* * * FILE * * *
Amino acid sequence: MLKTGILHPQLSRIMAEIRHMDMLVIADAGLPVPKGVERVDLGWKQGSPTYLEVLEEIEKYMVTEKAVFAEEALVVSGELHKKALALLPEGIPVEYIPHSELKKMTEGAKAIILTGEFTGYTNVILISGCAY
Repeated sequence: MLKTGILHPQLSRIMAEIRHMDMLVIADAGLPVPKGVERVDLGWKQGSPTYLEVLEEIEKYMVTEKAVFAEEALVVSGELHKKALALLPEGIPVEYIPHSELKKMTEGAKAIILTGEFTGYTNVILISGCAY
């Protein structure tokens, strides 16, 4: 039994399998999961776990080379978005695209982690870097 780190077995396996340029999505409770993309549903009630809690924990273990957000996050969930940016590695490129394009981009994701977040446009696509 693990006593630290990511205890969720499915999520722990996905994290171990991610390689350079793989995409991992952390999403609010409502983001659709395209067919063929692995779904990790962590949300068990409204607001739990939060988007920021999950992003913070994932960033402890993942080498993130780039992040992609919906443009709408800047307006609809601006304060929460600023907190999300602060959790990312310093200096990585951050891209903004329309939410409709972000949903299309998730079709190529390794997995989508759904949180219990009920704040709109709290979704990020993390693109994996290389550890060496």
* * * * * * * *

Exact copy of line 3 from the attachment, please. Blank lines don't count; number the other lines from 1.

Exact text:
């Protein structure tokens, strides 16, 4: 039994399998999961776990080379978005695209982690870097 780190077995396996340029999505409770993309549903009630809690924990273990957000996050969930940016590695490129394009981009994701977040446009696509 693990006593630290990511205890969720499915999520722990996905994290171990991610390689350079793989995409991992952390999403609010409502983001659709395209067919063929692995779904990790962590949300068990409204607001739990939060988007920021999950992003913070994932960033402890993942080498993130780039992040992609919906443009709408800047307006609809601006304060929460600023907190999300602060959790990312310093200096990585951050891209903004329309939410409709972000949903299309998730079709190529390794997995989508759904949180219990009920704040709109709290979704990020993390693109994996290389550890060496």